August 1, 2002

STUMPING THE FORBIN PROJECT :

In an Ancient Game, Computing's Future (KATIE HAFNER, August 1, 2002, NY Times)
Programming other board games has been a relative snap. Even chess has succumbed to the power of the processor. Five years ago, a chess-playing computer called Deep Blue not only beat but thoroughly humbled Garry Kasparov, the world champion at the time. That is because chess, while highly complex, can be reduced to a matter of brute force computation.

Go is different. Deceptively easy to learn, either for a computer or a human, it is a game of such depth and complexity that it can take years for a person to become a strong player. To date, no computer has been able to achieve a skill level beyond that of the casual player.

The game is played on a board divided into a grid of 19 horizontal and 19 vertical lines. Black and white pieces called stones are placed one at a time on the grid's intersections. The object is to acquire and defend territory by surrounding it with stones.

Programmers working on Go see it as more accurate than chess in reflecting the ineffable ways in which the human mind works. The challenge of programming a computer to mimic that process goes to the core of artificial intelligence, which involves the study of learning and decision-making, strategic thinking, knowledge representation, pattern recognition and, perhaps most intriguingly, intuition.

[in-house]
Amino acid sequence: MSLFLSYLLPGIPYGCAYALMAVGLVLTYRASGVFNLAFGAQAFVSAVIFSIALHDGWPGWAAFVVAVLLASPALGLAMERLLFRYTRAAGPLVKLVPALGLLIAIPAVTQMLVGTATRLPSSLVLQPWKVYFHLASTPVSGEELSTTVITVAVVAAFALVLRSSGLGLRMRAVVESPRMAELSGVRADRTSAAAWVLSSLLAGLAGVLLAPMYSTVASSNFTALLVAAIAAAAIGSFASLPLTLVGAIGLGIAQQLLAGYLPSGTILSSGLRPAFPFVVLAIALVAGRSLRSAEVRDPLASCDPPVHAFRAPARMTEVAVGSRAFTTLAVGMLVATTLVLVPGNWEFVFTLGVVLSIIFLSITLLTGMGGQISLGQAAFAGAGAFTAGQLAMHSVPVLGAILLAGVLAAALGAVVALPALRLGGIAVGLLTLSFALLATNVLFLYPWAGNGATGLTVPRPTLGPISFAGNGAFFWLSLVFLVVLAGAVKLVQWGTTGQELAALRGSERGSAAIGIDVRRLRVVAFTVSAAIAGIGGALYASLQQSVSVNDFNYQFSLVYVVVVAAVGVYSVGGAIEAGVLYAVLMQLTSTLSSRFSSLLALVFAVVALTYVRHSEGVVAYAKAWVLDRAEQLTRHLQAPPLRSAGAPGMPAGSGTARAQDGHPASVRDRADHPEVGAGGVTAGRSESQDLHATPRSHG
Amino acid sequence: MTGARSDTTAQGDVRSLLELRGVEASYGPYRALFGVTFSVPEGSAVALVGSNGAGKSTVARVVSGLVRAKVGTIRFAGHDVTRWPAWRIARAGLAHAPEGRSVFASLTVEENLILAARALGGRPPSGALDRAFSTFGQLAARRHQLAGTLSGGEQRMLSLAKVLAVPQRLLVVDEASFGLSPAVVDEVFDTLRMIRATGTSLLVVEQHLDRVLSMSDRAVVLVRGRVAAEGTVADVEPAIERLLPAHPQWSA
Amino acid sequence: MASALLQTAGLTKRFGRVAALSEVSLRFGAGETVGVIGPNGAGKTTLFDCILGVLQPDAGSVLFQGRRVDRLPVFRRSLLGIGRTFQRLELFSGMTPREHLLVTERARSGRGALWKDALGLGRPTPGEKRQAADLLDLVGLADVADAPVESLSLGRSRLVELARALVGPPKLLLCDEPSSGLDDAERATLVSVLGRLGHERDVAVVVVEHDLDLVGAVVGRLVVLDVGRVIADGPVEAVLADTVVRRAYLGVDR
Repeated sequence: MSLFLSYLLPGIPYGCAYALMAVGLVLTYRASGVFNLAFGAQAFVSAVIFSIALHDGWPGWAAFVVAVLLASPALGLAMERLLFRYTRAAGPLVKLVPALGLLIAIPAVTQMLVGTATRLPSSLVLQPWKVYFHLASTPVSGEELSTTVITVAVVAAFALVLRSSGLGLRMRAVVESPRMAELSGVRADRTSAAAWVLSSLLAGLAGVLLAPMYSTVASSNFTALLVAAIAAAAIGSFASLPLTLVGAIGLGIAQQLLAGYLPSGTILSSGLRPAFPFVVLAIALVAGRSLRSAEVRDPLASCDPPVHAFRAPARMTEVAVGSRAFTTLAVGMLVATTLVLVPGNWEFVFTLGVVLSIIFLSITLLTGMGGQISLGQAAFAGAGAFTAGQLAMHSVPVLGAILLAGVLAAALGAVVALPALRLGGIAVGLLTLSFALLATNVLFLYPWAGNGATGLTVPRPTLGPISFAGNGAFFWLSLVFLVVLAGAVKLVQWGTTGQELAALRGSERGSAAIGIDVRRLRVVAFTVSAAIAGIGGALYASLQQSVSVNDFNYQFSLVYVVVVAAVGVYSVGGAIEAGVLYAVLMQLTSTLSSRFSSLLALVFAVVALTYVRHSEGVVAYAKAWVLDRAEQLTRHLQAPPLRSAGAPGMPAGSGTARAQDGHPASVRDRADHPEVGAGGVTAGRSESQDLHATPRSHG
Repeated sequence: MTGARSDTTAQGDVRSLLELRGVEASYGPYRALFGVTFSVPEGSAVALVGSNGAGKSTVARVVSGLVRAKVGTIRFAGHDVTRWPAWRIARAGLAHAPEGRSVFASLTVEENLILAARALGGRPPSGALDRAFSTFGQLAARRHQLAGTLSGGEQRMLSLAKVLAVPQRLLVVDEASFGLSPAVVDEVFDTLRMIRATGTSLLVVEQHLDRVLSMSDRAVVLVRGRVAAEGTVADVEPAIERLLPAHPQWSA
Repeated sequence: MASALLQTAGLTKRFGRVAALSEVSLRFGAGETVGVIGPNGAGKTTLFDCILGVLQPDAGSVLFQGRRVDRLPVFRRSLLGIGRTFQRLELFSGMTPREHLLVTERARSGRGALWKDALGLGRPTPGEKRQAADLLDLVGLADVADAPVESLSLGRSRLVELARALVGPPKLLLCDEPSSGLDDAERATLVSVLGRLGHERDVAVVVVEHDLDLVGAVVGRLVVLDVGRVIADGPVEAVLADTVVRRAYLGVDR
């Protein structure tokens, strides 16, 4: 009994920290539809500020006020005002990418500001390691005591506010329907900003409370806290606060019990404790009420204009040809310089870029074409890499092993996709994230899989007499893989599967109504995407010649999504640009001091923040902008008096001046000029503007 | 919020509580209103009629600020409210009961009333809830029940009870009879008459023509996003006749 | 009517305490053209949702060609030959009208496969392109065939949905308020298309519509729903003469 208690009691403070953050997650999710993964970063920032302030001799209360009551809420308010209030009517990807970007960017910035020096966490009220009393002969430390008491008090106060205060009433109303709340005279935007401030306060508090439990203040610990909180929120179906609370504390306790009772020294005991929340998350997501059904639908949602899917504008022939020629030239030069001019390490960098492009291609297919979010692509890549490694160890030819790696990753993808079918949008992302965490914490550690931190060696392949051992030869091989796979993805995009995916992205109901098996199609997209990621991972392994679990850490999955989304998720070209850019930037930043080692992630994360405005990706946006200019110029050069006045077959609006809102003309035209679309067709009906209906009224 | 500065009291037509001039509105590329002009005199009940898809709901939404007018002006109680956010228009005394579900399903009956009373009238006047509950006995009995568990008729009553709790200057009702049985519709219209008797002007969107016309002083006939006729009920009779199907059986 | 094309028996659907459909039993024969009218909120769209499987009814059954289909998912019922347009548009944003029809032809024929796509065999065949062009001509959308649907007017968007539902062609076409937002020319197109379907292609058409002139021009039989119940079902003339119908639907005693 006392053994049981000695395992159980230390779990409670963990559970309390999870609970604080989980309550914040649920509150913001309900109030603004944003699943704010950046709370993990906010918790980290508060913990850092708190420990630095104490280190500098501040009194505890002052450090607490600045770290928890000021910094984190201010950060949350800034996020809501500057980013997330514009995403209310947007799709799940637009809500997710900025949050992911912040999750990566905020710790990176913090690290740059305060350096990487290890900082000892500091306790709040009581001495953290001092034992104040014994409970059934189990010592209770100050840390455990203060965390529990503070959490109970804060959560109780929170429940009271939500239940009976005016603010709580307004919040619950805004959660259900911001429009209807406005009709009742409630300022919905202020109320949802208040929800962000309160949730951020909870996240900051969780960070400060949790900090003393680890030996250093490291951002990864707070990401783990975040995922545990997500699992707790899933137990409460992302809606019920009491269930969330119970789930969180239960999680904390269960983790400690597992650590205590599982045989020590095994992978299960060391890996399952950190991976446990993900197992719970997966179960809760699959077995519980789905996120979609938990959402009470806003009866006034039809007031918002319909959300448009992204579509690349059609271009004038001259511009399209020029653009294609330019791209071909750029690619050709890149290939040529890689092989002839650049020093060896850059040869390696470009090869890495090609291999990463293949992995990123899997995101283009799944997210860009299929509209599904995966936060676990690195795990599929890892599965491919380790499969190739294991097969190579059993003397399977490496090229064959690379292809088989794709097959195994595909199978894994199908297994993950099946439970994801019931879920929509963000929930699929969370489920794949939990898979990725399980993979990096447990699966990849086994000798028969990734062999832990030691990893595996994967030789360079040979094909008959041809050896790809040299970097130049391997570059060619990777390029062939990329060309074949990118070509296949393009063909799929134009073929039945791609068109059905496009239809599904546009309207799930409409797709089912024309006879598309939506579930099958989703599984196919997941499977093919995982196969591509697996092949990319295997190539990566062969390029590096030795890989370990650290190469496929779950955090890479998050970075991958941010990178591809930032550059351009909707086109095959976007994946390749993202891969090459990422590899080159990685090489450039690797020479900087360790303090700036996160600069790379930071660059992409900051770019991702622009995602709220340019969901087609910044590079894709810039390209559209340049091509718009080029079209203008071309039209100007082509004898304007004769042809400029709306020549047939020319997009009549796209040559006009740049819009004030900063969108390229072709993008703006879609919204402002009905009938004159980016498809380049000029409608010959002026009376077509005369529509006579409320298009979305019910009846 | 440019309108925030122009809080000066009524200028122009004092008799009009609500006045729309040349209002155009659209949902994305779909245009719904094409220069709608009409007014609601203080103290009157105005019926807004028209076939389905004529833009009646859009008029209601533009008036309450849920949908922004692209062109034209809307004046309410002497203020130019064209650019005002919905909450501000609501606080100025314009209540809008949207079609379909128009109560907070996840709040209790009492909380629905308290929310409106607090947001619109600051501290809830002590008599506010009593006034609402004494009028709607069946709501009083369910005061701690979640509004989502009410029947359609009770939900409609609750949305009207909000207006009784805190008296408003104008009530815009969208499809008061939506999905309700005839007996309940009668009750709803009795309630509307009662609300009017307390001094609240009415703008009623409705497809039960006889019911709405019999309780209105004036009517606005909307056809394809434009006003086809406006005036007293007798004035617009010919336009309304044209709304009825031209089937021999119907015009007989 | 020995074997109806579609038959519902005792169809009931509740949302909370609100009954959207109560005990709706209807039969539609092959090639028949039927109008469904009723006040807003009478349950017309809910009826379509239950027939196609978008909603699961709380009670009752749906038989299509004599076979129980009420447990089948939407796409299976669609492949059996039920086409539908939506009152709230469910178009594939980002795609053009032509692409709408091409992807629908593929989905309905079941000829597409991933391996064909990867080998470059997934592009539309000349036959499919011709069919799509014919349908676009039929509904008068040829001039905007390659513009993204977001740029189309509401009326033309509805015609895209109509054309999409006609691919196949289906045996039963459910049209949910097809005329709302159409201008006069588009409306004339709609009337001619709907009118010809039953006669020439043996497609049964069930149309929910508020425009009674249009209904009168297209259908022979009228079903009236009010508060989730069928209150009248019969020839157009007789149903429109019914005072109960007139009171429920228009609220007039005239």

"A good Go player could make a move and other players say, `Yes, that's a good move,' but they can't explain to you why it's a good move, or how they even know it's a good move," said Dr. John McCarthy, a professor emeritus at Stanford University and a pioneer in artificial intelligence.

Dr. Danny Hillis, a computer designer and chairman of the technology company Applied Minds, said that the depth of Go made it ripe for the kind of scientific progress that comes from studying one example in great detail. "We want the equivalent of a fruit fly to study," Dr. Hillis said. "Chess was the fruit fly for studying logic. Go may be the fruit fly for studying intuition."


Nice knowing we're still at least one step ahead of the Matrix. Posted by Orrin Judd at August 1, 2002 9:49 AM
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